How to Collect Quantitative UX Research Data
Much like customer experience (CX) professionals collect and act on customer feedback and data, those in charge of the user experience (UX) must learn how users interact with their product, website, or application. This form of research is referred to as user research or UX research, and it’s a critical part of designing a great user experience.
User experience research refers to the work that is done to understand users. It involves learning the user’s needs, pain points, preferences, behaviors, and motivations through the use of qualitative and quantitative research methodology.
Many UX professionals gravitate more towards qualitative research, such as 1:1 interviews and immersion programs, because it’s considered easier and affordable when compared to quantitative, but in reality, both methods must be applied to run a successful UX research program.
In this article, we’ll cover the six methods for collecting quantitative user research data.
What is quantitative UX research?
Quantitative research speaks to forms of research that are quantifiable, such as the number (or percentage) of people who said or did something. Quantitative user data should be collected when you have a working product, website, or app, either at the beginning or end of a design cycle, to determine whether the tasks were easy to perform.
This type of user research is typically conducted using surveys or feedback buttons, as well as A/B testing, clickstream analysis, site analytics, user session data, app analytics, search logs, and bug tracking.
Let’s dive into some of the methods you can use to collect quantitative data.
1. Feedback buttons
A simple and effective way to gather user feedback is by inserting a pervasive feedback button on your website or application that users can click on at their convenience and provide feedback in real-time.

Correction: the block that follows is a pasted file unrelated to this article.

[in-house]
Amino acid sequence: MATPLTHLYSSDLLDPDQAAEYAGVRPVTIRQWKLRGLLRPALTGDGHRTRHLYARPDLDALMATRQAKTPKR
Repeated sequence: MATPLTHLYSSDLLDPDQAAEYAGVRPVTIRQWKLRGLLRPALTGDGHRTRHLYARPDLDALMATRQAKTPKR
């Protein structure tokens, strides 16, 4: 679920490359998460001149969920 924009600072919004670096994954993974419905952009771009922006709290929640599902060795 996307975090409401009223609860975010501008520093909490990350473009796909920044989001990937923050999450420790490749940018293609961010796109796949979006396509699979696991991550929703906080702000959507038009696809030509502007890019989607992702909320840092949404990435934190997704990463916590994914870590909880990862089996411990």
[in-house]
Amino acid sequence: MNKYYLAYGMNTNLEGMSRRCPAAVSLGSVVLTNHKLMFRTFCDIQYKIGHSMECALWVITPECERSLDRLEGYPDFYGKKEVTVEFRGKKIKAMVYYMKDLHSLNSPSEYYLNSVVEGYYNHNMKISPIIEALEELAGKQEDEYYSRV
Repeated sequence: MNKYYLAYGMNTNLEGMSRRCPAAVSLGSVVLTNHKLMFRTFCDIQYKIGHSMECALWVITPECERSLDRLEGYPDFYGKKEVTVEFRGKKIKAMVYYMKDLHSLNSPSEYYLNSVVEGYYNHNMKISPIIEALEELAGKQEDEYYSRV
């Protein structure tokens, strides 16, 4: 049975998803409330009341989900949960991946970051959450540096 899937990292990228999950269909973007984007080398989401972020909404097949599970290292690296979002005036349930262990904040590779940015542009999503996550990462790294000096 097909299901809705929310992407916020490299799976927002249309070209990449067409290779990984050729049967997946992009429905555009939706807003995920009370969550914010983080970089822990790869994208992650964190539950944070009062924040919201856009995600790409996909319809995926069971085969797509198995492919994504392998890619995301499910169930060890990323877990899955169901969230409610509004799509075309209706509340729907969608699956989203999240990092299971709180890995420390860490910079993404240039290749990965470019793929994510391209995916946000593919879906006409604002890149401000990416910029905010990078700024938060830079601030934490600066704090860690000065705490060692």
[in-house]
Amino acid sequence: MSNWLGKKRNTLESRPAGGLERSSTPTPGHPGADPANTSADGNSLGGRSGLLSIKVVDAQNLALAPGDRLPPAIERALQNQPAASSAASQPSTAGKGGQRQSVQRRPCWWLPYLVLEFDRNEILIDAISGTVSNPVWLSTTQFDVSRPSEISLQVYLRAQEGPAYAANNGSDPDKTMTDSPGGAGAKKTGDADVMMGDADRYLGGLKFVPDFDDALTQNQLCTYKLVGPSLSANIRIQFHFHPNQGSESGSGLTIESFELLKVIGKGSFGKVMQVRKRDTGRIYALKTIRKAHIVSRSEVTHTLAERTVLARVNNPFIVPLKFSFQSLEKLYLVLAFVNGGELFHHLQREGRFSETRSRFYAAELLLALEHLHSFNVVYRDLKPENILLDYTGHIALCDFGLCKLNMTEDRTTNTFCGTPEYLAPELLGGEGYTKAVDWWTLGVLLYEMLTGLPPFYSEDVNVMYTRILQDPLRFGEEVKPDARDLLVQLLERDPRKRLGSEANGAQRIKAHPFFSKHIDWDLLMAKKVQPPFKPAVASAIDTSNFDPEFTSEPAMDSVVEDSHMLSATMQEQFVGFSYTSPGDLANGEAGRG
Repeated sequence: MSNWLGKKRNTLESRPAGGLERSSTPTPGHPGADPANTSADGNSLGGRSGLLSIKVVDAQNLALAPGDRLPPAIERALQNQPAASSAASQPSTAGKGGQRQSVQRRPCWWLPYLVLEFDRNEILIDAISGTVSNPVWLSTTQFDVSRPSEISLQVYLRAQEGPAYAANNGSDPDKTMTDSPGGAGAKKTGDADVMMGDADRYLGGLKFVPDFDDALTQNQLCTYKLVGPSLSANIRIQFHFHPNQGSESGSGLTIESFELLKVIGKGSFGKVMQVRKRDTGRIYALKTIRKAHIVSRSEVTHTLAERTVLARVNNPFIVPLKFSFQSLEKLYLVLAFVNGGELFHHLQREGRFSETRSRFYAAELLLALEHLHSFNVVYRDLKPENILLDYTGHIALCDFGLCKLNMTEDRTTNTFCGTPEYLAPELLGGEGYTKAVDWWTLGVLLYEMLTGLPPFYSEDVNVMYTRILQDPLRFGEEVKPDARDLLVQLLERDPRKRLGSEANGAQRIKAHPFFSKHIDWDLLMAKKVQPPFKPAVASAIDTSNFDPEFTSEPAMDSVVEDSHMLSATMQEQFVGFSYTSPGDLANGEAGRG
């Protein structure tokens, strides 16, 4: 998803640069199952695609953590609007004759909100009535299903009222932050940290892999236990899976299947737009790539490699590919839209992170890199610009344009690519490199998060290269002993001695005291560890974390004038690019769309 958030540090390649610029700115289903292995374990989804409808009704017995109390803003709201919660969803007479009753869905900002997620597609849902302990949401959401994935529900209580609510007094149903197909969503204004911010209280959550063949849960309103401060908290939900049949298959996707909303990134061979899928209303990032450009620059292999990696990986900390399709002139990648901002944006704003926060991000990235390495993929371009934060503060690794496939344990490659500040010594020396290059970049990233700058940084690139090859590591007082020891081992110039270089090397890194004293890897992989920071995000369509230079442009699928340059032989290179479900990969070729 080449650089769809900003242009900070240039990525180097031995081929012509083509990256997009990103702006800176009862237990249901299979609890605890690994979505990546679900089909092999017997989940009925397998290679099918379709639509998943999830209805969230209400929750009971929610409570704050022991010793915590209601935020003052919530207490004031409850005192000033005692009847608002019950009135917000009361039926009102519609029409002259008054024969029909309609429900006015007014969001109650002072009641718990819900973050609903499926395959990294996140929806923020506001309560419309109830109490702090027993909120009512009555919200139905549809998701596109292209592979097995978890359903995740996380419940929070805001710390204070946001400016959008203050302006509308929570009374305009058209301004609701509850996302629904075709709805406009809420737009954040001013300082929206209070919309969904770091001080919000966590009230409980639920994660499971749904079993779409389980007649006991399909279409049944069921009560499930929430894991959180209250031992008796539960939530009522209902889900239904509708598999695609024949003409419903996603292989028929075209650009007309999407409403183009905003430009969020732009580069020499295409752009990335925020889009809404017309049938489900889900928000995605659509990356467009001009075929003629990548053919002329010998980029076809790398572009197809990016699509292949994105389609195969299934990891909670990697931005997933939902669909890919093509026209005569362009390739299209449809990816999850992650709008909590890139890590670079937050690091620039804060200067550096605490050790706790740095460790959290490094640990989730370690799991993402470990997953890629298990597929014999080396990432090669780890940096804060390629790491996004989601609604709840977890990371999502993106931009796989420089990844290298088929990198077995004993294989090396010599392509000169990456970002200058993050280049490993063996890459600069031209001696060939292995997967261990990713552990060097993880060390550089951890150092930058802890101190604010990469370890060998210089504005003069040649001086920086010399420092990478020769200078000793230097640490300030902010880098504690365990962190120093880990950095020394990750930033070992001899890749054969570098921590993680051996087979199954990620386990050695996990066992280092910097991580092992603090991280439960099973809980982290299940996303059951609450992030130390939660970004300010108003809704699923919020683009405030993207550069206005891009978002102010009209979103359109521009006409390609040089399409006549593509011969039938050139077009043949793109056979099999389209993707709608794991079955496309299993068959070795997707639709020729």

Usabilla feedback button
The feedback button can be placed on a particular page or across the website or app. It’s common practice to place it on the right side of the page as the eye naturally moves from left to right while digesting content.
You can design the feedback mechanism to be as simple or as detailed as you’d like. For instance, in the GIF below, the user is given the opportunity to fill out a survey and provide a screenshot of the issue as part of their feedback.
Usabilla specific feedback screenshot functionality
2. In-the-moment surveys
Another method for collecting quantitative user data is via targeted, in-the-moment surveys that reside within the user’s browser or app interface.
Usabilla in-the-moment slide-out survey on mobile
Like feedback buttons, these should be customized based on the data you’re trying to uncover and the exact users you want to prompt to give feedback.
3. User satisfaction
Satisfaction looks at how satisfied the user is with the experience of your product or website, down to features and functionality. Satisfaction with the UX can be measured in the same way as customer satisfaction: using the Customer Satisfaction Score (CSAT).
Usabilla CSAT slide-out survey with open-text box
4. Star Ratings
Star ratings are synonymous with website reviews and online feedback. There isn’t a scale or a specific question to ask, but it’s typically along the lines of: “How would you rate your experience on our website/app?” The user then rates the experience from one to five stars.
Usabilla star rating
This is a simple, yet effective way to find out how users feel or think about your app, site, or product. It’s also important to include an open-end question that allows the user to provide some detail behind the rating.
This metric looks at the ease of use of a product, website or application. It’s one of the most coveted metrics for the UX professional. Why? Because the goal of user experience is to improve satisfaction and loyalty through the level of utility, ease of use, and pleasure.
6. Net Promoter Score (NPS)
Net Promoter Score states an intention to do something based on how you feel. If someone is likely to recommend your product, your app, or your site based on the experience they had using it, then the experience might have been a good one.
Usabilla NPS survey question with the option to add contact information
While many will advocate for NPS as a top UX metric, you should use it with caution, and know that you will need more data to understand the score.
These six methods to collect quantitative UX research data are only a piece of the puzzle. You should pair them with qualitative research, analyze all results, and then act on the key findings to improve the user experience.
For a full picture on how to run a successful UX research program, check out our guide: